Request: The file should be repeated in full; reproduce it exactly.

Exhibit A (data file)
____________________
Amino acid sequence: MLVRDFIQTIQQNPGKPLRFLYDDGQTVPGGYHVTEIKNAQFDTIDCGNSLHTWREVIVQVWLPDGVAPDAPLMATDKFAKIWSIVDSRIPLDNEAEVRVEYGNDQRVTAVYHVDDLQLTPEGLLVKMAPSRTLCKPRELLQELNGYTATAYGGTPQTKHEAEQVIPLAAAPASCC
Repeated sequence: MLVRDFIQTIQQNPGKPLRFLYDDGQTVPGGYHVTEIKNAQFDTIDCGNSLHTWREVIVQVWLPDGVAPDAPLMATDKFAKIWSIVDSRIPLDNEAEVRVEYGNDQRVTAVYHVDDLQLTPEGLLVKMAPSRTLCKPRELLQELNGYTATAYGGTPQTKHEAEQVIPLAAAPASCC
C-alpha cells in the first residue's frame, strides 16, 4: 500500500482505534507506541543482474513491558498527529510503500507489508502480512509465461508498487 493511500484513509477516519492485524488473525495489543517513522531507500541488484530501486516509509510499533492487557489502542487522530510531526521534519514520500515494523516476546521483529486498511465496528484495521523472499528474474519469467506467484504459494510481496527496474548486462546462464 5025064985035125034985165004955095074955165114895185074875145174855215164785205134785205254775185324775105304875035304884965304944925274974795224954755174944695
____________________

Amino acid sequence: MLVRDFIQTIQQNPGKPLRFLYDDGQTVPGGYHVTEIKNAQFDTIDCGNSLHTWREVIVQVWLPDGVAPDAPLMATDKFAKIWSIVDSRIPLDNEAEVRVEYGNDQRVTAVYHVDDLQLTPEGLLVKMAPSRTLCKPRELLQELNGYTATAYGGTPQTKHEAEQVIPLAAAPASCC
Repeated sequence: MLVRDFIQTIQQNPGKPLRFLYDDGQTVPGGYHVTEIKNAQFDTIDCGNSLHTWREVIVQVWLPDGVAPDAPLMATDKFAKIWSIVDSRIPLDNEAEVRVEYGNDQRVTAVYHVDDLQLTPEGLLVKMAPSRTLCKPRELLQELNGYTATAYGGTPQTKHEAEQVIPLAAAPASCC
C-alpha cells in the first residue's frame, strides 16, 4: 500500500482505534507506541543482474513491558498527529510503500507489508502480512509465461508498487 493511500484513509477516519492485524488473525495489543517513522531507500541488484530501486516509509510499533492487557489502542487522530510531526521534519514520500515494523516476546521483529486498511465496528484495521523472499528474474519469467506467484504459494510481496527496474548486462546462464 5025064985035125034985165004955095074955165114895185074875145174855215164785205134785205254775185324775105304875035304884965304944925274974795224954755174944695